Quiet Period. During this time, a college coach may not have any in-person contact with you or your parents off the college's campus. The coach may not watch you play or visit your high school during this period. You and your parents may visit a college campus during this time. A coach may write or telephone you or your parents during this time.
Unofficial Visit. Any visit by you and your parents to a college campus paid for by you or your parents. The only expense you may receive from the college is three complimentary admissions to a home athletics contest. You may make as many unofficial visits as you like and may take those visits at any time. The only time you cannot talk with a coach during an unofficial visit is during the dead period.
Verbal Commitment. This phrase is used to describe a college-bound student-athlete's commitment to a school before he signs (or is able to sign) a National Letter of Intent. A college-bound student-athlete can announce a verbal commitment at any time. While verbal commitments have become very popular for both college-bound student-athletes and coaches, this "commitment" is NOT binding on either the college-bound student-athlete or the institution. Only the signing of the National Letter of Intent accompanied by a financial aid agreement is binding on both parties.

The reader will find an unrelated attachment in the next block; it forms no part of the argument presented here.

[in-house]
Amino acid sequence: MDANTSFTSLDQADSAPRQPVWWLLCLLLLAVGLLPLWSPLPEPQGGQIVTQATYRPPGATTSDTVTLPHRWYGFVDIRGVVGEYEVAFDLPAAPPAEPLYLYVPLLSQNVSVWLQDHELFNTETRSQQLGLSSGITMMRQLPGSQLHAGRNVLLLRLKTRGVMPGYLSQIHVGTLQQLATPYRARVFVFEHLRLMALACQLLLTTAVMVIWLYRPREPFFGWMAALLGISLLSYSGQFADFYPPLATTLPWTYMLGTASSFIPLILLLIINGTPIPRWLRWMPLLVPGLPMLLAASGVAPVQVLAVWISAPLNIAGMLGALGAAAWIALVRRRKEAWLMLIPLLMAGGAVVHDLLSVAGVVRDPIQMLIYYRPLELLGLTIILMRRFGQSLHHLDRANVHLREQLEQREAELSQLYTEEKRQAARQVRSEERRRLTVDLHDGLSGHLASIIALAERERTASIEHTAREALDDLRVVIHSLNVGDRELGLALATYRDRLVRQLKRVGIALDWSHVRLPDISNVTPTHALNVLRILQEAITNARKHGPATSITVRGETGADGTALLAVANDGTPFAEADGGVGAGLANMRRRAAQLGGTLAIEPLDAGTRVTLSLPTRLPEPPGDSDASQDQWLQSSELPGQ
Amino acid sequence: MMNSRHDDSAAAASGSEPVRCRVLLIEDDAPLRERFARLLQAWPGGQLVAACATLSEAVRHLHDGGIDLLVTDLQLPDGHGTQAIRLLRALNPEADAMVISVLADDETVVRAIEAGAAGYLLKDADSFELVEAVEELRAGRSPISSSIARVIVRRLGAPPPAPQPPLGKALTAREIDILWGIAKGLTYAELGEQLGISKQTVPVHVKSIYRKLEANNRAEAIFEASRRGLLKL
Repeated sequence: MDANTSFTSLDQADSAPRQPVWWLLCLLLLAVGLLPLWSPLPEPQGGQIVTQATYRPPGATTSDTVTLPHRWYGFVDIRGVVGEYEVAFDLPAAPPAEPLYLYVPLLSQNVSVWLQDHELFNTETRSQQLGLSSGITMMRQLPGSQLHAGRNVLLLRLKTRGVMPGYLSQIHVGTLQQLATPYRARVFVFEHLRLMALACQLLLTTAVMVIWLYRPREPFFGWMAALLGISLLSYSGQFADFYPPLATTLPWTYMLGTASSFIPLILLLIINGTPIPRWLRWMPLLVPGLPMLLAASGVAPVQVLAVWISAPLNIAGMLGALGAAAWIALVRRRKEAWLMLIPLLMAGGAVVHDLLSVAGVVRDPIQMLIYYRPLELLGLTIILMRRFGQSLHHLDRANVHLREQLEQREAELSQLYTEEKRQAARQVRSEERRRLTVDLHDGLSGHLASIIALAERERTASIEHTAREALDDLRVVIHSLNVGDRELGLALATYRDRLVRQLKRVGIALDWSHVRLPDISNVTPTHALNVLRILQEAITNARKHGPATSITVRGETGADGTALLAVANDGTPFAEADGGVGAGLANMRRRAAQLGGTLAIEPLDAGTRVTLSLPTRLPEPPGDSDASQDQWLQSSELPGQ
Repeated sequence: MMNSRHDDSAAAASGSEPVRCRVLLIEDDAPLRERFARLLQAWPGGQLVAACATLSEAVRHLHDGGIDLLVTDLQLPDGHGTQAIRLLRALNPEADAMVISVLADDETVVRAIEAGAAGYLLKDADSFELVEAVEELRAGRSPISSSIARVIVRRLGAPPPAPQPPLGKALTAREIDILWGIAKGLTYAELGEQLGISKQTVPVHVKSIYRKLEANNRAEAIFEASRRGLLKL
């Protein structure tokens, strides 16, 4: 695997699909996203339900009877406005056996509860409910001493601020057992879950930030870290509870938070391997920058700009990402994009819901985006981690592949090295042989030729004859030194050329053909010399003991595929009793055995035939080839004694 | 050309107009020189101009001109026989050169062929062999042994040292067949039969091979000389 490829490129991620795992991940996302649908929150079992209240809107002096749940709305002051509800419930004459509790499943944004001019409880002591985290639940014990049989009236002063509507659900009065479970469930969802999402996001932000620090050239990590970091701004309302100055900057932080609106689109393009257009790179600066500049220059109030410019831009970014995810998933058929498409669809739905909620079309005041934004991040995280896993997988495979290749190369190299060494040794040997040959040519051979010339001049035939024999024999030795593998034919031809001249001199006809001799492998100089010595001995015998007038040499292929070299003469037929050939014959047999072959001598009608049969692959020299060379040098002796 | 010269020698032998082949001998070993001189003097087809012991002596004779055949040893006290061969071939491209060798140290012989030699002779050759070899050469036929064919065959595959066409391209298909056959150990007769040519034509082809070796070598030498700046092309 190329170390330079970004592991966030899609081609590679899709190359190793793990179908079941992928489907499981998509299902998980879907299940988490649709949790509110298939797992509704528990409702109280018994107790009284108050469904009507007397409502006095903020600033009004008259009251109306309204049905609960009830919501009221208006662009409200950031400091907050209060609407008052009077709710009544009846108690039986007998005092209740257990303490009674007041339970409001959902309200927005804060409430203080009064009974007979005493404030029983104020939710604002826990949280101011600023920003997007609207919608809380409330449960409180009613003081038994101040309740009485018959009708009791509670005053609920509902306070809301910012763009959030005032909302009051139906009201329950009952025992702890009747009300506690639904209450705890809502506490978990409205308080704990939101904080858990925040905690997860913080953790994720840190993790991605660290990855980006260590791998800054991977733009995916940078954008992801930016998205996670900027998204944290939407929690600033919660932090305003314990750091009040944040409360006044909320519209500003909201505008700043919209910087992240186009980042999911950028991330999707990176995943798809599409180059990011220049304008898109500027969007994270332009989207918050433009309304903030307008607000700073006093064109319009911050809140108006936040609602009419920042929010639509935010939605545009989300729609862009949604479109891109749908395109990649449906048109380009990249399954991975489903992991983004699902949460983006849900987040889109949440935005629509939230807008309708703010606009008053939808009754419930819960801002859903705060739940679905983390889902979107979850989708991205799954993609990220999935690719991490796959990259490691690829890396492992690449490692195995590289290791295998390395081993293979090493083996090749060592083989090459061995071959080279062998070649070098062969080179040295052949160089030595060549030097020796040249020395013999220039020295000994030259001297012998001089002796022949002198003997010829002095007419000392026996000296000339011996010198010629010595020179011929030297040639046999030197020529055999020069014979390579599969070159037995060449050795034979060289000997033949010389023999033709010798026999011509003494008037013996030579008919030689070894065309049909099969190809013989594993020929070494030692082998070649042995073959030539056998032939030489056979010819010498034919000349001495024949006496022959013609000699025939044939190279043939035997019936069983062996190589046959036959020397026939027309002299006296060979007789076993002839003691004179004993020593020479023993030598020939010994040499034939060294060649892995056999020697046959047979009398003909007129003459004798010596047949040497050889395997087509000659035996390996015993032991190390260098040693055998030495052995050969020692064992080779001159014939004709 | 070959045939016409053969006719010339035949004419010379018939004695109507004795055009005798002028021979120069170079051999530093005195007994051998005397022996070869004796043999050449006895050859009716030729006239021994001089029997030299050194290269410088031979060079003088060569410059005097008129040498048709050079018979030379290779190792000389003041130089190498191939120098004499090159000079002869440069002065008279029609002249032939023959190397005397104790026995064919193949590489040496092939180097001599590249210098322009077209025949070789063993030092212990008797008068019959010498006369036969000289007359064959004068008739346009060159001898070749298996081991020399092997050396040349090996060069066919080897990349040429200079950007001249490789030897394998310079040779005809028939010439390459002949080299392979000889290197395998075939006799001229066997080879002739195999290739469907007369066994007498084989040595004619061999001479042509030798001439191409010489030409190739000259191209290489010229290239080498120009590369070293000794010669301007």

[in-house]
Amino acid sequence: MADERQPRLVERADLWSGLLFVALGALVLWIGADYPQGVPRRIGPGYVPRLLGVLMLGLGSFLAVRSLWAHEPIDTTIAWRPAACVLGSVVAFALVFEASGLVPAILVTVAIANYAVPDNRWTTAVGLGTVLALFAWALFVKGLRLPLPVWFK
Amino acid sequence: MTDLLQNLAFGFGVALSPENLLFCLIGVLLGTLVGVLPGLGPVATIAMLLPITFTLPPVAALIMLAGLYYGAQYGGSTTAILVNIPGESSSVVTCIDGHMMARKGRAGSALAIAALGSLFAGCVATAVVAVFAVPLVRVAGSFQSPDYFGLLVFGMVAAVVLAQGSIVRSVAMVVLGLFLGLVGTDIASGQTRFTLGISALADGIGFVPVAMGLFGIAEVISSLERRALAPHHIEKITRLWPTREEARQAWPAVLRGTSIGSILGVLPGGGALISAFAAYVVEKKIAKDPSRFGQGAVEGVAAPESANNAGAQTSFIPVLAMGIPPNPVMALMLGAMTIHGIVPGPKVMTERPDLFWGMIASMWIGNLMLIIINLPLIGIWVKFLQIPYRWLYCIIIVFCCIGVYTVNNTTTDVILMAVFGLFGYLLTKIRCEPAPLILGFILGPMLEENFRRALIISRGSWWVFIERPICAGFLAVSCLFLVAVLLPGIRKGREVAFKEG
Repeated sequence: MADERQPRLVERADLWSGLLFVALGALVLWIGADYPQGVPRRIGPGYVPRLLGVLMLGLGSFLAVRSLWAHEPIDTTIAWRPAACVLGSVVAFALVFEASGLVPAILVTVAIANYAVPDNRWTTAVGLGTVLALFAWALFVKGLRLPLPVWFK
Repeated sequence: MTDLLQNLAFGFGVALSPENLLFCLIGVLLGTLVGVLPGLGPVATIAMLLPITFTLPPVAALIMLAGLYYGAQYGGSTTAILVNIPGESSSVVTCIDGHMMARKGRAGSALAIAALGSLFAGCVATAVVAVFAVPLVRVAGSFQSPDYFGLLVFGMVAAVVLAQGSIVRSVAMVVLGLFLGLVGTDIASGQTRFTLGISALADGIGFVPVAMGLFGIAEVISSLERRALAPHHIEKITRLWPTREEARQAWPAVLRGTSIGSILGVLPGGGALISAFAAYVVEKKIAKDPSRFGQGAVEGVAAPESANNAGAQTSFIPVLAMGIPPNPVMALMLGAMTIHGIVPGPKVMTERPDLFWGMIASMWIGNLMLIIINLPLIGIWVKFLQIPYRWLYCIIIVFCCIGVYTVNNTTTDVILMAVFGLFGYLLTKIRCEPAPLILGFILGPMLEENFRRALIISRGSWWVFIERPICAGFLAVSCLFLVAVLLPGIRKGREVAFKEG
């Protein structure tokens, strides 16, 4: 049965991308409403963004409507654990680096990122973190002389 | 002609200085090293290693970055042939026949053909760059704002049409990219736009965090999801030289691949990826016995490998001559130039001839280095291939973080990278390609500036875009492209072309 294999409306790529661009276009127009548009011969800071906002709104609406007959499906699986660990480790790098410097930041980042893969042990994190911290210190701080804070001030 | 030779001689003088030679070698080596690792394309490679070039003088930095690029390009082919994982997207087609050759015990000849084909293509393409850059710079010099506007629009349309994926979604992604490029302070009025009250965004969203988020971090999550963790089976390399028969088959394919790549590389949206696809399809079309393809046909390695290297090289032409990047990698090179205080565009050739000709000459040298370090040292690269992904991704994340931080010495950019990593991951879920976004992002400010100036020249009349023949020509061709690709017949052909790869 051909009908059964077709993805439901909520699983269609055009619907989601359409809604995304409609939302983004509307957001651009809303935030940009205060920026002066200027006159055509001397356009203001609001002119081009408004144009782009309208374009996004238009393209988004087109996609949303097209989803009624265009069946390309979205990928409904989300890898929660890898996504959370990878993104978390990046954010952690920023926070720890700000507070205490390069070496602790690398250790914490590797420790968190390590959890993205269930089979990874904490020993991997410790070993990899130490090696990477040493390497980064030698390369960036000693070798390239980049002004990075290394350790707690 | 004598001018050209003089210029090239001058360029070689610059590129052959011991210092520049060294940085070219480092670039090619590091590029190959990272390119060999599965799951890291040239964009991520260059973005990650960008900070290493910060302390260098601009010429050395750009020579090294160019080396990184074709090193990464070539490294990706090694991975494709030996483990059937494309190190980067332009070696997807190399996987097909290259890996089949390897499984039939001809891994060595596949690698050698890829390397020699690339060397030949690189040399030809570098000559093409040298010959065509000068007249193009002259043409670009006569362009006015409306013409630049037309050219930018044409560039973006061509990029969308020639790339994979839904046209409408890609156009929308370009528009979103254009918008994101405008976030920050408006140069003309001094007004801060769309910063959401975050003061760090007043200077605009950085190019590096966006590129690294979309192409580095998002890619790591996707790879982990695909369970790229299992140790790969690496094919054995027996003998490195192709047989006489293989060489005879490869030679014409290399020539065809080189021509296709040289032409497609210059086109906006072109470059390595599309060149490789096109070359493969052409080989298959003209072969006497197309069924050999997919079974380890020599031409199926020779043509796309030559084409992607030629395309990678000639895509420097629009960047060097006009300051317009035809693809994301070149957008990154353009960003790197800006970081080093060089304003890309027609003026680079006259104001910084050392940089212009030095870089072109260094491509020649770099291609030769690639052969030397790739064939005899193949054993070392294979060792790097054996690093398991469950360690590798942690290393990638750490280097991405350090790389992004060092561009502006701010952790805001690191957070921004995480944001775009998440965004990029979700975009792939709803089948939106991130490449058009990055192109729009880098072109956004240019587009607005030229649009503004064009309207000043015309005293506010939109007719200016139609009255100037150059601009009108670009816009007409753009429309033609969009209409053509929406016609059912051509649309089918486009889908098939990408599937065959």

To see the baseball recruiting calendar for 2009/2010, go to NCAA.org.
It is important to have a plan for your recruiting process. Your individual timeline for recruiting will vary greatly depending on your level of skill and exposure and the types of schools you are looking at. You will need to approach the process in your own unique way. We recommend that don't wait until your senior year to learn about the recruiting process. You can start taking serious recruiting steps as a freshman.